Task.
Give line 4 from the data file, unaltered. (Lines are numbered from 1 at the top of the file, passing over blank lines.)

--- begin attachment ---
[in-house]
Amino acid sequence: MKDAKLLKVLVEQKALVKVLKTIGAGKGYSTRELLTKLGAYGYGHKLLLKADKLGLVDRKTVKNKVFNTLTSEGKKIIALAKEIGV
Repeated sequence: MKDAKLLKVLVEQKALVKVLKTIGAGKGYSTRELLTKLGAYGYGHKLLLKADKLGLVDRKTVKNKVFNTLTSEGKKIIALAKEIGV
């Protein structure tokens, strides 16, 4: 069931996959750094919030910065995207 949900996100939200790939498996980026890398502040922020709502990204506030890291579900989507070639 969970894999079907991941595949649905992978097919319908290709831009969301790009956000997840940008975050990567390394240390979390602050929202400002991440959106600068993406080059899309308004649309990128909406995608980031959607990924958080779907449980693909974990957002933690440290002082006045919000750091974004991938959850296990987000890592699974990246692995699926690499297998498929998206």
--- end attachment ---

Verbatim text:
């Protein structure tokens, strides 16, 4: 069931996959750094919030910065995207 949900996100939200790939498996980026890398502040922020709502990204506030890291579900989507070639 969970894999079907991941595949649905992978097919319908290709831009969301790009956000997840940008975050990567390394240390979390602050929202400002991440959106600068993406080059899309308004649309990128909406995608980031959607990924958080779907449980693909974990957002933690440290002082006045919000750091974004991938959850296990987000890592699974990246692995699926690499297998498929998206």